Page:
I fitted a couple of 1.2W LEDS in GU10 recessed spots in a short landing, as a safety feature for the grandchildren going to the bathroom at night, when they are just left on. I wasnt expecting a great deal of light, just a navigation aid, but it's pretty meagre nontheless and not a pleasant shade of white. And surprisingly, given the low wattage, they do get quite hot.
Now, although only of miniscule rated wattage when working properly- are they not a worse fire hazard than an incandescent bulb in certain aspects?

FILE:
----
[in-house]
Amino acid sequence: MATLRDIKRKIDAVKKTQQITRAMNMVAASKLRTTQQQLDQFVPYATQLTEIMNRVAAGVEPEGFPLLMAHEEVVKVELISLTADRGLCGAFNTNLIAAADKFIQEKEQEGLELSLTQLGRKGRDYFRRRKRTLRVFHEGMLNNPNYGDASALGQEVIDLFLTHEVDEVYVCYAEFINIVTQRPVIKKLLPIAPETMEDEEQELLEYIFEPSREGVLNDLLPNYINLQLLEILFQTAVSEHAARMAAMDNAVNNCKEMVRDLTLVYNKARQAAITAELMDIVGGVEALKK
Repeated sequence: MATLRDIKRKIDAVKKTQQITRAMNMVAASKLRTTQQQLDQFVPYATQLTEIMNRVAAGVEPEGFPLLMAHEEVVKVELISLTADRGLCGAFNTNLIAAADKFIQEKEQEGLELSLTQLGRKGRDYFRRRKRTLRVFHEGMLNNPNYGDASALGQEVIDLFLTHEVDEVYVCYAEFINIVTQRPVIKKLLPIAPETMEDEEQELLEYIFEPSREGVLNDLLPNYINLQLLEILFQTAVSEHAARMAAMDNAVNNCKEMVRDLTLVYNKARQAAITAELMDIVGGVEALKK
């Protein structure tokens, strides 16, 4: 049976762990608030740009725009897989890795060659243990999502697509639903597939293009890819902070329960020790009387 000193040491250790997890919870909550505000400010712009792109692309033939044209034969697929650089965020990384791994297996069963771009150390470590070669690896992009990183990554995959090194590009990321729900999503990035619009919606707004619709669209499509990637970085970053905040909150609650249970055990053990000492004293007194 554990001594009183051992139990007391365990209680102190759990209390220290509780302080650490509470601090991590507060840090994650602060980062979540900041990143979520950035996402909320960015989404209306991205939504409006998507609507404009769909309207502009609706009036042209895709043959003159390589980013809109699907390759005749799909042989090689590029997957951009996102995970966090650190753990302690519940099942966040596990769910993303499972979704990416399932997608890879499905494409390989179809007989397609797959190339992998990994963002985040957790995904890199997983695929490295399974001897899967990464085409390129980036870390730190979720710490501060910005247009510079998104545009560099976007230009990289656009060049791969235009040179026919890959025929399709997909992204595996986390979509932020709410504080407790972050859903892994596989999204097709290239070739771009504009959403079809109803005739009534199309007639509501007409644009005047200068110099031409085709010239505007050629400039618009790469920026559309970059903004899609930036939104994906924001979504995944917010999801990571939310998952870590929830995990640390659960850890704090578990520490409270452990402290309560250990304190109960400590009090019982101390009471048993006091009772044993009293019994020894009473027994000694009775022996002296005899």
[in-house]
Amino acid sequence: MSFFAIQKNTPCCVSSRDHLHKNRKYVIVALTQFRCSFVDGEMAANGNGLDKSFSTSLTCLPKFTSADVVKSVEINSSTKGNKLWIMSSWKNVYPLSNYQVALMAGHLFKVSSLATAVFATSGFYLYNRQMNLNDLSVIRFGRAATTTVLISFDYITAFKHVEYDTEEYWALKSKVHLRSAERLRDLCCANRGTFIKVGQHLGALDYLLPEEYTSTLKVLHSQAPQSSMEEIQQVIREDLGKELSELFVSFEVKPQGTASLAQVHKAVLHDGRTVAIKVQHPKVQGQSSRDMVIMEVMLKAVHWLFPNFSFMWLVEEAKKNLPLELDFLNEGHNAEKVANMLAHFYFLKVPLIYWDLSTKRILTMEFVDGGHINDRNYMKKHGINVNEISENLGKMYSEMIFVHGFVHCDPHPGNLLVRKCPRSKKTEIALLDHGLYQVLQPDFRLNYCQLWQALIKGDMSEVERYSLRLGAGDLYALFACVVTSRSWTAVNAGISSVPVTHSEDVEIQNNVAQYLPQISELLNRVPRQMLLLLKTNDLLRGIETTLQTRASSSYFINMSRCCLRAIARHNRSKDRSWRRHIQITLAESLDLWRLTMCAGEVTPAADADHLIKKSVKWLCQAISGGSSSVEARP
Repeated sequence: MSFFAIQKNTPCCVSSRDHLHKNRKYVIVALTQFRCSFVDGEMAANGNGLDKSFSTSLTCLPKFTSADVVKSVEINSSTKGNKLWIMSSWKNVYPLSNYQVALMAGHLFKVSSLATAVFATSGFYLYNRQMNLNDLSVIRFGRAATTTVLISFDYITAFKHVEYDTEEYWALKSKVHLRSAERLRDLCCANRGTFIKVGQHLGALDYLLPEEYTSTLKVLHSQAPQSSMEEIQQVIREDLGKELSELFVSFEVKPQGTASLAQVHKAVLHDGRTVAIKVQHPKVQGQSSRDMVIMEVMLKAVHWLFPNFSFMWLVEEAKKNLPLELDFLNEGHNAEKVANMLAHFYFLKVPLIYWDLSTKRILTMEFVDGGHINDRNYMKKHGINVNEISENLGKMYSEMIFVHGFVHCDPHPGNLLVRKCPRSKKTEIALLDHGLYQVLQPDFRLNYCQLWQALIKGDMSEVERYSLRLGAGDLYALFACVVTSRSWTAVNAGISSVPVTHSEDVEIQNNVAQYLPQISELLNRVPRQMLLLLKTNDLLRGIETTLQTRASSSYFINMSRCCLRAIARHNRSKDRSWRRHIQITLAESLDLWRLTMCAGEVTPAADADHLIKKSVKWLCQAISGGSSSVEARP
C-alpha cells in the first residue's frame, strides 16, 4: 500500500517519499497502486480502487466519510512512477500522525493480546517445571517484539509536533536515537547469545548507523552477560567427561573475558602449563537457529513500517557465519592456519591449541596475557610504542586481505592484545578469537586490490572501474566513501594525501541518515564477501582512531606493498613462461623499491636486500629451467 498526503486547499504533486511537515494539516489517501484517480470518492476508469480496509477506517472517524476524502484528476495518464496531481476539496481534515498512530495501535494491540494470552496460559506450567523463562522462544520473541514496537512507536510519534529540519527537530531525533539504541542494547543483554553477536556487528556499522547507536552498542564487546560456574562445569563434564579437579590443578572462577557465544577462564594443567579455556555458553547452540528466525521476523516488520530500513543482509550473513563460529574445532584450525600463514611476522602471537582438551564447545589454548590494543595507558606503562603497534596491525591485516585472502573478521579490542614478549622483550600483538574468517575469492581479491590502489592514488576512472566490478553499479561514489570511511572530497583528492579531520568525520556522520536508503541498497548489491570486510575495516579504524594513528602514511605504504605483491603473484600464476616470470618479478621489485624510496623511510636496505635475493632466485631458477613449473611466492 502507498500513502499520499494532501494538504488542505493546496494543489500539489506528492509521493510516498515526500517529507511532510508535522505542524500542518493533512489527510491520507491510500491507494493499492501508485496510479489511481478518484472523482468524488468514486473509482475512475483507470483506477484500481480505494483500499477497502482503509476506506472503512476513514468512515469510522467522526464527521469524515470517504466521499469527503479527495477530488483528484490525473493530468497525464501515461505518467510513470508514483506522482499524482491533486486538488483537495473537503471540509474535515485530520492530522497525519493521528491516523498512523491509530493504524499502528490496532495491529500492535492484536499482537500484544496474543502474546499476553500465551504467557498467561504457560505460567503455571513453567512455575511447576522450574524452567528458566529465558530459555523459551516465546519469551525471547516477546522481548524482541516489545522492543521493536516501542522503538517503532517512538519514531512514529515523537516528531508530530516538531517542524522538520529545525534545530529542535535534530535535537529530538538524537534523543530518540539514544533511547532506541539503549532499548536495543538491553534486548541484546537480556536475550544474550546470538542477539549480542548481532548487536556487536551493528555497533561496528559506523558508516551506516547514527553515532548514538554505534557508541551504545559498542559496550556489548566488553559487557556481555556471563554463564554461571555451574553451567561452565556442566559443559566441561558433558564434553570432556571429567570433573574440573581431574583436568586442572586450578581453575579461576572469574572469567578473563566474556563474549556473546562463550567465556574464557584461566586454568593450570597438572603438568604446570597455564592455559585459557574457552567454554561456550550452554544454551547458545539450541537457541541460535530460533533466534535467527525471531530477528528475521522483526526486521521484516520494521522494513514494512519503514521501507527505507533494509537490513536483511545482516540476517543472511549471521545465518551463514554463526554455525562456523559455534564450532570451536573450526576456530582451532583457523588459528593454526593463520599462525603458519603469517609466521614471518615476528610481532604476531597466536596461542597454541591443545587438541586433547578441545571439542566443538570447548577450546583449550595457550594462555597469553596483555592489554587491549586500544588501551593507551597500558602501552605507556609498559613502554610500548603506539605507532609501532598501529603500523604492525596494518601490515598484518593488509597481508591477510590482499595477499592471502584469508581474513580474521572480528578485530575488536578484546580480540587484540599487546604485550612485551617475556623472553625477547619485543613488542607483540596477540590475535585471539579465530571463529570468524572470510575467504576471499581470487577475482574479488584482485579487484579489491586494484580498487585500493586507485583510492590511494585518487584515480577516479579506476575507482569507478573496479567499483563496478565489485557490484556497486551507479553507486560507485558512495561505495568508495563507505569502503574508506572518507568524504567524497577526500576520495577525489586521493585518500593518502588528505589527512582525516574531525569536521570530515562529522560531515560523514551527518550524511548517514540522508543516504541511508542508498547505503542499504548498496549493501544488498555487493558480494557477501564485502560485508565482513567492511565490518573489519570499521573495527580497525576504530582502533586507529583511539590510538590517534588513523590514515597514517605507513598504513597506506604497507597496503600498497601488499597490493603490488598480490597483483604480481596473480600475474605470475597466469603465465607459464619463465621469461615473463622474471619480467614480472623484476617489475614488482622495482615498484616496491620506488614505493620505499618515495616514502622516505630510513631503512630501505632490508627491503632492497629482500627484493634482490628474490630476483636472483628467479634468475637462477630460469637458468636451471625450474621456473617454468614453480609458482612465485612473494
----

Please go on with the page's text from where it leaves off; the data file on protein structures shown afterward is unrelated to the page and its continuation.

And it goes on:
With the latter, the law and regulations and good old-fashioned common sense [about putting inflamable materials near a bulb and its initial location etc.] protects one to an extent. They fail safe when they blow either filament or support wires. A LED or a CFL however is a complex electronic device, built largely of plastic. Is it feasible for such a device to fail in such a way to produce enough heat, far more than the rated wattage and to start a fire?